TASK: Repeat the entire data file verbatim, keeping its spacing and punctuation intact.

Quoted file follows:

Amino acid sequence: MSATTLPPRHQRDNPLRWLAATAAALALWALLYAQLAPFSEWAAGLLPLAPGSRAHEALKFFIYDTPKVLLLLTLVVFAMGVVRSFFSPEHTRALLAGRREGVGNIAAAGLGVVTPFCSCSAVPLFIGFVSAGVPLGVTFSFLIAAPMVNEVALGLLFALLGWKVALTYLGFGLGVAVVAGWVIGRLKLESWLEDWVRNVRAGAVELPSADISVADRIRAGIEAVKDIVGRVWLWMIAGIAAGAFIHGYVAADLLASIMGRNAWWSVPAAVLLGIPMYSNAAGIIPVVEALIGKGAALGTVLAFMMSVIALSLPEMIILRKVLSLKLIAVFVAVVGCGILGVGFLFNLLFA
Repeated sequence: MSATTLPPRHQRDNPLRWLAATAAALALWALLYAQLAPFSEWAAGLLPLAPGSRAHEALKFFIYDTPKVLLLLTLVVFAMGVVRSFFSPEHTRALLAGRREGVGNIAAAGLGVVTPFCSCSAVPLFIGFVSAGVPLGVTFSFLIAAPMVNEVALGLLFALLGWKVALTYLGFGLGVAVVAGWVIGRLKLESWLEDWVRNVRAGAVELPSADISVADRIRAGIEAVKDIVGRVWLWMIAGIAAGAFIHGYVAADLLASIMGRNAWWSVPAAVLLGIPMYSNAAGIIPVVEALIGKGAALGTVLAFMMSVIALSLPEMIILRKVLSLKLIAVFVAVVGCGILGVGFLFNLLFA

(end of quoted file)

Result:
Amino acid sequence: MSATTLPPRHQRDNPLRWLAATAAALALWALLYAQLAPFSEWAAGLLPLAPGSRAHEALKFFIYDTPKVLLLLTLVVFAMGVVRSFFSPEHTRALLAGRREGVGNIAAAGLGVVTPFCSCSAVPLFIGFVSAGVPLGVTFSFLIAAPMVNEVALGLLFALLGWKVALTYLGFGLGVAVVAGWVIGRLKLESWLEDWVRNVRAGAVELPSADISVADRIRAGIEAVKDIVGRVWLWMIAGIAAGAFIHGYVAADLLASIMGRNAWWSVPAAVLLGIPMYSNAAGIIPVVEALIGKGAALGTVLAFMMSVIALSLPEMIILRKVLSLKLIAVFVAVVGCGILGVGFLFNLLFA
Repeated sequence: MSATTLPPRHQRDNPLRWLAATAAALALWALLYAQLAPFSEWAAGLLPLAPGSRAHEALKFFIYDTPKVLLLLTLVVFAMGVVRSFFSPEHTRALLAGRREGVGNIAAAGLGVVTPFCSCSAVPLFIGFVSAGVPLGVTFSFLIAAPMVNEVALGLLFALLGWKVALTYLGFGLGVAVVAGWVIGRLKLESWLEDWVRNVRAGAVELPSADISVADRIRAGIEAVKDIVGRVWLWMIAGIAAGAFIHGYVAADLLASIMGRNAWWSVPAAVLLGIPMYSNAAGIIPVVEALIGKGAALGTVLAFMMSVIALSLPEMIILRKVLSLKLIAVFVAVVGCGILGVGFLFNLLFA